Tough decisions had to be made during the year 2015 as corporations buckled in the prevailing hostile trading environment. Industry giants shed off key personnel as they embarked on groundbreaking restructuring exercises. The corporate musical chairs was in full swing as key industry players lost their jobs in shocking dismissals, while some swashbuckling high flyers rose up the corporate ladder. KABELO SEITSHIRO looks back at the year on which careers were made and destroyed in equal measure.
After a number of tough years characterised by dwindling profits and poor performance, pundits believed Barclays was well on its way to recovery when it poached Pele Moleta from Botswana Post. Moleta was head-hunted by Barclays Bank’s recruitment agency based in Dubai. The Post Man was recruited as Chief Operating Officer (COO) amid pomp and fanfare in what many believed was part of Barclays’ succession plan, as whispers within the corporate rumour mill indicated that he was being groomed to take over from Managing Director Reinette van der Merwe, who arrived at the Barclays House in November 2013. The appointment was in line with the general policy to localise most top management posts including that of Managing Director. A few months after Moleta joined Barclays, the corporate world was shook to the core when reports surfaced that he had been sacked after falling out with van der Merwe.
It has not been smooth sailing for van der Merwe, as her term at Barclays has been characterised by lawsuits, allegations of unfair labour practices and questions over corporate governance. Insiders described Moleta’s departure as part of the Barclays MD’s systematic purge of pretenders to the throne, as reports emerged that she had sacked at least four Batswana executive managers who were expected to ascend to the Barclays top post. Reports also emerged that Moleta was forced to resign after he questioned the culture of governance at Barclays, as it was dominated by vested interests. He had also refused to sack a number of executives who were not on the good books of authorities at Barclays. Another issue that set Moleta on a collision course with the Barclays top brass was his continuous complaints of the ethical impropriety of having the Board Chairman Rizwan Desai’s law firm Collins Newman & Co providing legal services to the bank. Within a few months, Moleta was out in the cold, amid reports that he was given a golden hand shake in return for his silent exit.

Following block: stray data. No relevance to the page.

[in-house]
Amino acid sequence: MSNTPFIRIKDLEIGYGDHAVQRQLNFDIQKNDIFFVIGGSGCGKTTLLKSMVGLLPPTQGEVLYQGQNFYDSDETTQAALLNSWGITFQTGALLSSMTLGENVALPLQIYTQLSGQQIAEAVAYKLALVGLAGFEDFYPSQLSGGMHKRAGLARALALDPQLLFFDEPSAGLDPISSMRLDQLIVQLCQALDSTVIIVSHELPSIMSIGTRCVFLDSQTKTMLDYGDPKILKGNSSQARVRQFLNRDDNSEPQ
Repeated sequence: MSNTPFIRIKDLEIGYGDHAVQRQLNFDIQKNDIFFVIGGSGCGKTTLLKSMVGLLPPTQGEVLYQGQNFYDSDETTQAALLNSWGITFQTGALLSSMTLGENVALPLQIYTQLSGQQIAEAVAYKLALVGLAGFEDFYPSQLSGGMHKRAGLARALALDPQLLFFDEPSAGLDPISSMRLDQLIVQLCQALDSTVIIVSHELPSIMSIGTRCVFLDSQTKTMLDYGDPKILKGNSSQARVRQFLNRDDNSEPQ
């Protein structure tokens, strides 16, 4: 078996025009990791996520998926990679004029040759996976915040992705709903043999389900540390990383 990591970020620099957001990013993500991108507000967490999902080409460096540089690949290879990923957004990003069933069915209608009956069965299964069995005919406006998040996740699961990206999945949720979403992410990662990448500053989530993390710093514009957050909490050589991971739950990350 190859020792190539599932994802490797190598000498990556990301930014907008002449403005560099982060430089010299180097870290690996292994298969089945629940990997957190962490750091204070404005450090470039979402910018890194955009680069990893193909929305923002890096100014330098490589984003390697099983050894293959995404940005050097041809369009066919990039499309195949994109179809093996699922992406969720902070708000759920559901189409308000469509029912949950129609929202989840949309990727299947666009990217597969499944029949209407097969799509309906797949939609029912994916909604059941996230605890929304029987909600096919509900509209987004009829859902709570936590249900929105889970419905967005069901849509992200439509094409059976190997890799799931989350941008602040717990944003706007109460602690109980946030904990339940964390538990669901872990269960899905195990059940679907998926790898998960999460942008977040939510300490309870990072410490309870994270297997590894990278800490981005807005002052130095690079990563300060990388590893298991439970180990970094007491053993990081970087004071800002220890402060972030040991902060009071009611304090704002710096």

The troubled national airliner once again made headlines when cabinet sacked Chief Executive Officer (CEO) Ben Dahwa and also dissolved the entire Board of Directors. Sources close to the airliner revealed that Dahwa and the board earned the wrath of the Minister after some irregularities in the national airliner’s procurement processes. Sunday Standard is reliably informed that Dahwa and some board members crossed paths with owners of a local influential company who wanted to arm wrestle the airliner into purchasing its new fleet from a certain supplier. The unnamed company, allegedly owned by people with interest and connections in the aviation industry, wanted Air Botswana to procure its fleet from an international organization, for which the said company is an agent, so it could benefit from the deal.
Water Utilities Corporation (WUC)
Minister of Minerals, Energy and Water Resources (MMEWR) Kitso Mokaila also fired WUC Chief Executive Officer (CEO) Leonard Nxumalo. The Swazi native was told to pack and go after serving just one year of his three year contract. Before his sacking, WUC employees at Gaborone Water Works went on strike amid complaints about remuneration. Earlier, Nxumalo received a strongly worded letter from his superiors who ordered him to account for millions of Pula spent by government on the loss-making parastatal, or face the axe. It seems he failed to account and was subsequently chopped.